Burcu AlkanFrom Pseudo-Medicine to Freudo-Marxism: The Impact of Psychoanalysis on the Twentieth Century Turkish Novel
Hala AujiPictorial Impressions: The Rise of Printed Portraiture in the Arab World (ca.1870-1910)
is a research and teaching fellow at the Arab-Jewish Cultural Studies Department of Tel Aviv University. She co-organizes the Arabic Forum of fellows and students, which is supporting Middle Eastern and Palestinian scholarship in the humanities. With this same focus, she also previously co-directed the initiative “Humanities in Conflict Zones” at the Minerva Humanities Center (2016-2019). In 2018, she received her PhD from the School of Cultural Studies at Tel Aviv University on Modernist Islam and the critique of modernity. She is currently interested in rebuilding the bridges between theological studies and modern Arabic literature. In 2005, she was the Palestinian resident artist in the International Writing Program in Iowa, USA. She began her EUME fellowship virtually in the academic year 2020/21 and continues being an EUME Fellow in 2021/22, affiliated with the Seminar für Semitistik und Arabistik at the Freie Universität Berlin and Friedrich Schlegel Graduate School of Literary Studies at Freie Universität Berlin.The Loss of the Muftī: Reimagining the Afterlife of Muḥammad ‘Abduh’s Islamic Modernism in Arabic Literature
What starting point can we find for a discussion of being Muslim as a moral way of life in these times when the Arabic discourse is bruised and stuttering? To begin to answer this therapeutic question, this project suggests that, instead of studying religious knowledge, (ʿUlūm Al-Dīn) and literature (Adab), separately – as their ostensible mutual estrangement in modernity has led us to do – we turn our attention to the range of experiences that become available when we consider the dynamic and symbiotic historical interrelations between them. This project is an endeavor in this direction. It attends to allocate the polemics incited in the first decades of 20th-century Egypt between religious and secular writers from the point of view of the latter as registered in their literal productions, particularly that by Taha Hussein (d. 1973) surrounding Muḥammad ‘Abduh’s death (d. 1905). Alongside voicing the tensions and uncovering the drama created in the aftermath of ‘Abduh’s absence, the project aims to show the ways Hussein and his fellow intellectuals, looked up and back to ‘Abduh with awe and sobriety and sought to extricate textures of belonging with him and his agenda of reform.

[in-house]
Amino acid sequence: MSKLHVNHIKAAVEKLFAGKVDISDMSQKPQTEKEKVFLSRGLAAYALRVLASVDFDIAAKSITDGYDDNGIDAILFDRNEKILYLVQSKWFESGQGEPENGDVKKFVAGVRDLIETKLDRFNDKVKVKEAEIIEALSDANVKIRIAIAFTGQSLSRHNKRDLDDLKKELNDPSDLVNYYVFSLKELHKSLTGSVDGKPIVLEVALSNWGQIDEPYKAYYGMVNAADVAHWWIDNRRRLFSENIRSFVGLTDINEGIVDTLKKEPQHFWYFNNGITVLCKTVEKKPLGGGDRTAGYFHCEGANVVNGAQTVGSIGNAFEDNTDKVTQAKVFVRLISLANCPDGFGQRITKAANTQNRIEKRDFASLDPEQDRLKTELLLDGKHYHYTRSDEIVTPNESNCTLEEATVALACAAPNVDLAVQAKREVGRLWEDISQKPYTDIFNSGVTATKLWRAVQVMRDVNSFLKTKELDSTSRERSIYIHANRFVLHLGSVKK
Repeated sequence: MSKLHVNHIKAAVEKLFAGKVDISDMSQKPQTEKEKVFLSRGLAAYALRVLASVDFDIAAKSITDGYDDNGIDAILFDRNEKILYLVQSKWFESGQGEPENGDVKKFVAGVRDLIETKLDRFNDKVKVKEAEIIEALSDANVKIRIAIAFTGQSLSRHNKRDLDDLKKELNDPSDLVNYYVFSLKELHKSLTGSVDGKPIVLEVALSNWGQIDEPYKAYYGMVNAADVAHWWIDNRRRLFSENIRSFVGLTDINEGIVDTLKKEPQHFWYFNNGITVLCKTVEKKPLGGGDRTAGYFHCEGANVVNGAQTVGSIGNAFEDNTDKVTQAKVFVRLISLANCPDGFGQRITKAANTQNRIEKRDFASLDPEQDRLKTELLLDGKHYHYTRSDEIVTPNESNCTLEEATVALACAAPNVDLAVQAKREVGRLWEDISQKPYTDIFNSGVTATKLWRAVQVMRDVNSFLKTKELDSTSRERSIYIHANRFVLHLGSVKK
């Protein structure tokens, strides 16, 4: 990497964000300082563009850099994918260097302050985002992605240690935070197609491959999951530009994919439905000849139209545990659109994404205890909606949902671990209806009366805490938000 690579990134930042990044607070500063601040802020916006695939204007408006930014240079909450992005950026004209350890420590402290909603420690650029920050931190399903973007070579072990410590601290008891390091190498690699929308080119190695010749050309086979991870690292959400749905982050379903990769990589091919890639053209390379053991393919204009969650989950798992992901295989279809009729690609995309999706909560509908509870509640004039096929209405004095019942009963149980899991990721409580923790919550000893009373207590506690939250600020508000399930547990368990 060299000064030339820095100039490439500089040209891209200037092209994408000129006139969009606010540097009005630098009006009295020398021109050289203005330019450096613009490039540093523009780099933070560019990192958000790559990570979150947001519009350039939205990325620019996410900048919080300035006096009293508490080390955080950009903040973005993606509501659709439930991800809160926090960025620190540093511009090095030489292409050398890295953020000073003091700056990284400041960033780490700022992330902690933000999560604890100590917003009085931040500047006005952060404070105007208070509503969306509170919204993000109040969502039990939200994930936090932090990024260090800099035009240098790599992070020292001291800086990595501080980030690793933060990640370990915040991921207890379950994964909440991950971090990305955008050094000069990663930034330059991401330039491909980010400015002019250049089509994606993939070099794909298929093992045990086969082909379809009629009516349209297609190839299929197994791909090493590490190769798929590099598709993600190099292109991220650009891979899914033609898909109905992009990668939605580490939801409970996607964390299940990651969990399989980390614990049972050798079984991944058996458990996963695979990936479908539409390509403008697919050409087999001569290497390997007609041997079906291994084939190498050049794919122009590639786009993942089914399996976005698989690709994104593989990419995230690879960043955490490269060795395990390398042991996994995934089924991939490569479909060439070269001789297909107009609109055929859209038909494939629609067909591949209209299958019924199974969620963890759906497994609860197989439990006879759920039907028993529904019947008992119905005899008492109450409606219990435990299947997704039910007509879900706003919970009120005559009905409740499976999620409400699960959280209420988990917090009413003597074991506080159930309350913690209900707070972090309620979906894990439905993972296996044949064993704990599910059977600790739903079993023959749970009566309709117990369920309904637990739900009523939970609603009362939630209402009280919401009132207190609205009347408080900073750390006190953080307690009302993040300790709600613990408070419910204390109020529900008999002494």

is Assistant Professor of Modern Persian Literature at University of Pennsylvania. Her area of expertise includes literary production under authoritarian states, the social history of modern Persian literature, ideology and literary production. She is an internationally acclaimed, award-winning poet with three poetry collections. Her third collection, When They Broke Down the Door won the Latifeh Yarshater annual book award in 2017. Her first monograph, A Revolution in Rhyme: Official Poets of the Islamic Republic, will be published by Oxford University Press in 2020. In the academic year 2020/21, she was a virtual EUME Fellow of the Alexander von Humboldt Foundation and Friedrich Schlegel Graduate School of Literary Studies at Freie Universität Berlin and continues her association in the academic year 2021/22.Blurring Borders and Boundaries: Liminal Spaces in Modern Persian Poetry of Iran and Afghanistan
Globalization increasingly favors lateral and nonhierarchical network structures, or what Gilles Deleuze and Félix Guattari call a rhizome. The figure of the rhizome suggests an uncontainable, invisible symbolic geography of relations that become the creative terrain on which minority subjects act and interact in fruitful, lateral ways. My project tackles the symbolic geography and ways in which it shapes the theme of home and homeland in the works of modernist poets of Iran and Afghanistan. By tracing hybrid spatiality in their work, this project aims to demonstrate how poets of Modern Iran and Afghanistan have blurred ideological and geographical boundaries of homeland and national identities through introducing a set of hybrid, invisible symbolic geography based on issues such as gender, sexuality, social justice, and anti-war sentiments. It proposes a recalibration of modern Persian poetics through a cartographical framework, exploring the themes of “home” and “exile” in the works of pioneering poets of Iran and Afghanistan.